Creeping things, and flying fowl - Margin, as in Hebrew, Birds of wing. These are grouped together for a reason similar to that for which fruitful trees and cedars, and beasts and cattle, are grouped together, to embrace the whole. The expression embraces the loftiest and lowest; those which ascend farthest above the earth, and those which creep upon its surface. The word rendered creeping things would properly embrace the smaller animals which creep along upon the ground; both those which have four feet or more, as mice, lizards, crabs, etc., and those without feet, which glide or drag themselves upon the ground, as worms and serpents. (Gesenius, Lexicon) These, in their lowly condition, and in their humble way, are called on to unite in the general chorus of praise. Accomplishing the purpose for which they are made, they will, with the most lofty of created beings, contribute to proclaim the wisdom, the power, and the goodness of God.

9. fruitful trees—or, "trees of fruit," as opposed to forest trees. Wild and domestic, large and small animals are comprehended. No text from Poole on this verse. Beasts, and all cattle,.... Wild and tame; the beasts of the field, and the cattle on a thousand hills, which are all the Lord's, made, supported, and supplied by him; he gives them their food and drink, which they wait for and receive from him, and in their manner praise him for the same; and these are useful to men for labour or for food, and therefore should praise the Lord for them; see Isaiah 43:20;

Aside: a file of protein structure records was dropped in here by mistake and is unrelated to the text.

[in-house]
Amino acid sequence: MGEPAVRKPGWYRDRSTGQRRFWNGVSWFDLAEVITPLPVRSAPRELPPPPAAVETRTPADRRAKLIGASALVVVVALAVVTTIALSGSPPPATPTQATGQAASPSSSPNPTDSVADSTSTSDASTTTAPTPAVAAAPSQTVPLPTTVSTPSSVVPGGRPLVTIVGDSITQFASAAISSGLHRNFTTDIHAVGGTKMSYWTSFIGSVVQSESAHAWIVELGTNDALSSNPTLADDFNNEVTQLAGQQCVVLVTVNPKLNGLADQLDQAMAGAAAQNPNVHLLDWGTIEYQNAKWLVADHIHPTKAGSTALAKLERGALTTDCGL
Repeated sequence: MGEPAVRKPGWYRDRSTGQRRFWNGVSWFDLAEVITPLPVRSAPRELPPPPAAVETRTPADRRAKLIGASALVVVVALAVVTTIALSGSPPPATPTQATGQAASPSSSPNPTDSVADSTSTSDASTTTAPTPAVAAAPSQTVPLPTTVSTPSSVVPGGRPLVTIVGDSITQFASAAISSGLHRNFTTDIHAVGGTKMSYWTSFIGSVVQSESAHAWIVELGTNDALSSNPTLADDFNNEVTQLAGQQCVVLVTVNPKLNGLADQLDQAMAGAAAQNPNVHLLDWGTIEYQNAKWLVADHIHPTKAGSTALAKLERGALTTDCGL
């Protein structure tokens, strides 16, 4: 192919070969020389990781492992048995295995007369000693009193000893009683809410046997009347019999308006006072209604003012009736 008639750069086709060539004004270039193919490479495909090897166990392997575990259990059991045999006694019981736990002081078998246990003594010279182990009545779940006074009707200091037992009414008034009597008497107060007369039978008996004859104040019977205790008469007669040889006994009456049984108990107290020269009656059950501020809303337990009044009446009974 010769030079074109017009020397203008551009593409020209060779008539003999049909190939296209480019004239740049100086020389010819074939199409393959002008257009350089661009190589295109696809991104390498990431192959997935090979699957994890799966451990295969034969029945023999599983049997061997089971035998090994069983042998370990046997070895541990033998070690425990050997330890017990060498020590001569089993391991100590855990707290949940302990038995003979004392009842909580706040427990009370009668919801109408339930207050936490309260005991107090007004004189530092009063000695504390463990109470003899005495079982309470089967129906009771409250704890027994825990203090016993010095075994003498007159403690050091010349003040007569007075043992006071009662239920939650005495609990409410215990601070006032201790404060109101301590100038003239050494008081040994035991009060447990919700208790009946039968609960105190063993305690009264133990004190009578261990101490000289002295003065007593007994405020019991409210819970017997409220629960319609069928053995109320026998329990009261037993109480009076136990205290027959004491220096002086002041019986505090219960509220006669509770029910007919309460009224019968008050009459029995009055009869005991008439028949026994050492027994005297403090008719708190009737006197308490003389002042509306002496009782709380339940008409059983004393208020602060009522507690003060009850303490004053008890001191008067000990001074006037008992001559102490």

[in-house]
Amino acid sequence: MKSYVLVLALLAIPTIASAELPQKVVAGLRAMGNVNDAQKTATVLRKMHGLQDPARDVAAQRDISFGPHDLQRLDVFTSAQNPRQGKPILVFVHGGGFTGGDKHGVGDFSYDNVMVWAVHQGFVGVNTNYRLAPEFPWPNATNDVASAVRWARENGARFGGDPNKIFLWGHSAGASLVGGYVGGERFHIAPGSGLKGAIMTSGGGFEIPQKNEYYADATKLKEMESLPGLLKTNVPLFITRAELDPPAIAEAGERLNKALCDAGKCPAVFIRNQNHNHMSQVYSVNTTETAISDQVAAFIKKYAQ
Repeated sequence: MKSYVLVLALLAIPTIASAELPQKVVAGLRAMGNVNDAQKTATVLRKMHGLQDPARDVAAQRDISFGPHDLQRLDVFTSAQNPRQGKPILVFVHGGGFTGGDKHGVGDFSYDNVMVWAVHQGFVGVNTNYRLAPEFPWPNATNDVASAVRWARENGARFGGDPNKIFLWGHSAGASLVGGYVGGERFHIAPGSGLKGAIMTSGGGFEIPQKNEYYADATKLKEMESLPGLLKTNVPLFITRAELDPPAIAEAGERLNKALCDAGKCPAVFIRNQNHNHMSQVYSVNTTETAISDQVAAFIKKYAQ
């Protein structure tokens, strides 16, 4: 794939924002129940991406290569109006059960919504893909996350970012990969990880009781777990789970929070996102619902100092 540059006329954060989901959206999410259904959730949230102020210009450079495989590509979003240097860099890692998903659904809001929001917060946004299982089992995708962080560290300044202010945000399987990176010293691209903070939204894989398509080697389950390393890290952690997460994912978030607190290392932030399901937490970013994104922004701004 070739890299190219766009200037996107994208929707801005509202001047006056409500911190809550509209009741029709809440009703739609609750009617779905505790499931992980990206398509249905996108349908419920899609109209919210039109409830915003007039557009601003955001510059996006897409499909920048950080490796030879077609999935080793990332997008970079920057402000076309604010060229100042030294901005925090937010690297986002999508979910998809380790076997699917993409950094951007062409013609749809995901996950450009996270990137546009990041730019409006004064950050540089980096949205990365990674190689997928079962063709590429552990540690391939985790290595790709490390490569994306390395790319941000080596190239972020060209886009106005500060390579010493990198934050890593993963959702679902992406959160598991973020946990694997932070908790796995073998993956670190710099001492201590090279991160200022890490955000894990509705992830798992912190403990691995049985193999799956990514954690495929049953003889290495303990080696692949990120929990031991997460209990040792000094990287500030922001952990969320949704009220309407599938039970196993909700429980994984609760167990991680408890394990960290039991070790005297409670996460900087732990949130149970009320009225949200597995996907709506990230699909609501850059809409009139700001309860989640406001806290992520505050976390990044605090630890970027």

creeping things, and flying fowl: of "creeping things" some belong to the sea and others to the land; see Psalm 104:25; and there is not the least creature on the sea or land, the meanest reptile or worthless worm, but is of such exquisite workmanship as gives praise and glory to the Creator; and so do every fly and every insect, as well as "flying fowl" of the greatest size, as the eagle, vulture, &c. these, though they fly in the air, had their original from the waters, Genesis 1:20.

Beasts, and all cattle; creeping things, and flying fowl: